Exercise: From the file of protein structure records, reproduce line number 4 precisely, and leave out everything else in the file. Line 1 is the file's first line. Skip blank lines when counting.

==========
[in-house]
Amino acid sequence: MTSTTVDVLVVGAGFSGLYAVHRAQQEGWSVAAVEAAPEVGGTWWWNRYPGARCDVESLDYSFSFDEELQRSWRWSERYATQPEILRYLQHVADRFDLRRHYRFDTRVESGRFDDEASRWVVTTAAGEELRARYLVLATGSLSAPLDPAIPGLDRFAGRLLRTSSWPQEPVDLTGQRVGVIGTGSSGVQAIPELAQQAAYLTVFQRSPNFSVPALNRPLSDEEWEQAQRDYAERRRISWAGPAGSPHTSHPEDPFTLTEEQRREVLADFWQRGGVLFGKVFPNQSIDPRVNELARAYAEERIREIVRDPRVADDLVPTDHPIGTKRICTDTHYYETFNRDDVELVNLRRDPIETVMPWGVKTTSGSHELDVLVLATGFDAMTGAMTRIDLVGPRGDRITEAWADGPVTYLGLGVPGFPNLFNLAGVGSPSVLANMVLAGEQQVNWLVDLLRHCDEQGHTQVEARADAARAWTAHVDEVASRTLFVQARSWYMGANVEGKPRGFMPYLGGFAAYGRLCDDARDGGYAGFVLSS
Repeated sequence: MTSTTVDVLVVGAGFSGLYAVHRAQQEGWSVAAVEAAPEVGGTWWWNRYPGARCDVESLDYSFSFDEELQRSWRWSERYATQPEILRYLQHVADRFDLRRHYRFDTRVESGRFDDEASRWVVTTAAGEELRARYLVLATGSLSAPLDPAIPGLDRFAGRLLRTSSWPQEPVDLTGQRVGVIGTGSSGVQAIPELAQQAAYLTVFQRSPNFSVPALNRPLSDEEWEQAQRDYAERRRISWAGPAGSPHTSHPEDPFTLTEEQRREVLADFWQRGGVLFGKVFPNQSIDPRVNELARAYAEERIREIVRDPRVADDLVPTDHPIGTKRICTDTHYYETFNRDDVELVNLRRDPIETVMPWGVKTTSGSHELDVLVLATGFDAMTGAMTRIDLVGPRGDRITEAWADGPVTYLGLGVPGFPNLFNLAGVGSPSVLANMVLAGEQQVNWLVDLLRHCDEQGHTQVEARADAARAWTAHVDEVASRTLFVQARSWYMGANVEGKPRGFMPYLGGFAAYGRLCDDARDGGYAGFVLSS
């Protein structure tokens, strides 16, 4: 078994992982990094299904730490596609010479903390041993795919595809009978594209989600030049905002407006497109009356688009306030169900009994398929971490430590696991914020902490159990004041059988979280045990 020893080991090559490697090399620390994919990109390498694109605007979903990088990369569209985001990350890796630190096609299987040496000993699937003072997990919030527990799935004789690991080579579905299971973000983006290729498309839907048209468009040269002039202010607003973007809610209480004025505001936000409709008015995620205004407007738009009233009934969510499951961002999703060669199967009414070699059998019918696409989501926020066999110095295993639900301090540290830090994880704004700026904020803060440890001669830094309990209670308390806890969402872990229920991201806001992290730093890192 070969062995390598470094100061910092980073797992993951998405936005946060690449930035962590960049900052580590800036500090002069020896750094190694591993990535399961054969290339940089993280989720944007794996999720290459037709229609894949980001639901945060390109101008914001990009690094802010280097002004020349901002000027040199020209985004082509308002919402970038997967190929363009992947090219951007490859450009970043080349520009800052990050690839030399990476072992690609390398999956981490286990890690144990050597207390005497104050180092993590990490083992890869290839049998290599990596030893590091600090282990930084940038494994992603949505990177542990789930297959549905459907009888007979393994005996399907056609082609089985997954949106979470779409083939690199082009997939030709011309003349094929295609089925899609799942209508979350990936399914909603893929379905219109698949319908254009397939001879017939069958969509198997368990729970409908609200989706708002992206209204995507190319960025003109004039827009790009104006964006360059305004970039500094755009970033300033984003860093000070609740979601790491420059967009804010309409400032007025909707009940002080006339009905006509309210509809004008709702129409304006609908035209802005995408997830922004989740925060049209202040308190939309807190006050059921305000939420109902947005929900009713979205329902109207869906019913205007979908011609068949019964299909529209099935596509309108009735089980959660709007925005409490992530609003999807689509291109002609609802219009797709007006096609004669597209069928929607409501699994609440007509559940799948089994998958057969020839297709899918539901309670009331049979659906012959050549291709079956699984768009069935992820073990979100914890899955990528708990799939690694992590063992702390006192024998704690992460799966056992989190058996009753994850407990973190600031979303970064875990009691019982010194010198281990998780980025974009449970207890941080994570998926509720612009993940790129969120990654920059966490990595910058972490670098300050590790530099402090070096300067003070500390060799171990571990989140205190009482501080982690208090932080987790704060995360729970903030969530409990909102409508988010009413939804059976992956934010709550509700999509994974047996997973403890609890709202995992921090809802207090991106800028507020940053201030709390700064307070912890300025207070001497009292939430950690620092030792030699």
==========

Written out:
């Protein structure tokens, strides 16, 4: 078994992982990094299904730490596609010479903390041993795919595809009978594209989600030049905002407006497109009356688009306030169900009994398929971490430590696991914020902490159990004041059988979280045990 020893080991090559490697090399620390994919990109390498694109605007979903990088990369569209985001990350890796630190096609299987040496000993699937003072997990919030527990799935004789690991080579579905299971973000983006290729498309839907048209468009040269002039202010607003973007809610209480004025505001936000409709008015995620205004407007738009009233009934969510499951961002999703060669199967009414070699059998019918696409989501926020066999110095295993639900301090540290830090994880704004700026904020803060440890001669830094309990209670308390806890969402872990229920991201806001992290730093890192 070969062995390598470094100061910092980073797992993951998405936005946060690449930035962590960049900052580590800036500090002069020896750094190694591993990535399961054969290339940089993280989720944007794996999720290459037709229609894949980001639901945060390109101008914001990009690094802010280097002004020349901002000027040199020209985004082509308002919402970038997967190929363009992947090219951007490859450009970043080349520009800052990050690839030399990476072992690609390398999956981490286990890690144990050597207390005497104050180092993590990490083992890869290839049998290599990596030893590091600090282990930084940038494994992603949505990177542990789930297959549905459907009888007979393994005996399907056609082609089985997954949106979470779409083939690199082009997939030709011309003349094929295609089925899609799942209508979350990936399914909603893929379905219109698949319908254009397939001879017939069958969509198997368990729970409908609200989706708002992206209204995507190319960025003109004039827009790009104006964006360059305004970039500094755009970033300033984003860093000070609740979601790491420059967009804010309409400032007025909707009940002080006339009905006509309210509809004008709702129409304006609908035209802005995408997830922004989740925060049209202040308190939309807190006050059921305000939420109902947005929900009713979205329902109207869906019913205007979908011609068949019964299909529209099935596509309108009735089980959660709007925005409490992530609003999807689509291109002609609802219009797709007006096609004669597209069928929607409501699994609440007509559940799948089994998958057969020839297709899918539901309670009331049979659906012959050549291709079956699984768009069935992820073990979100914890899955990528708990799939690694992590063992702390006192024998704690992460799966056992989190058996009753994850407990973190600031979303970064875990009691019982010194010198281990998780980025974009449970207890941080994570998926509720612009993940790129969120990654920059966490990595910058972490670098300050590790530099402090070096300067003070500390060799171990571990989140205190009482501080982690208090932080987790704060995360729970903030969530409990909102409508988010009413939804059976992956934010709550509700999509994974047996997973403890609890709202995992921090809802207090991106800028507020940053201030709390700064307070912890300025207070001497009292939430950690620092030792030699």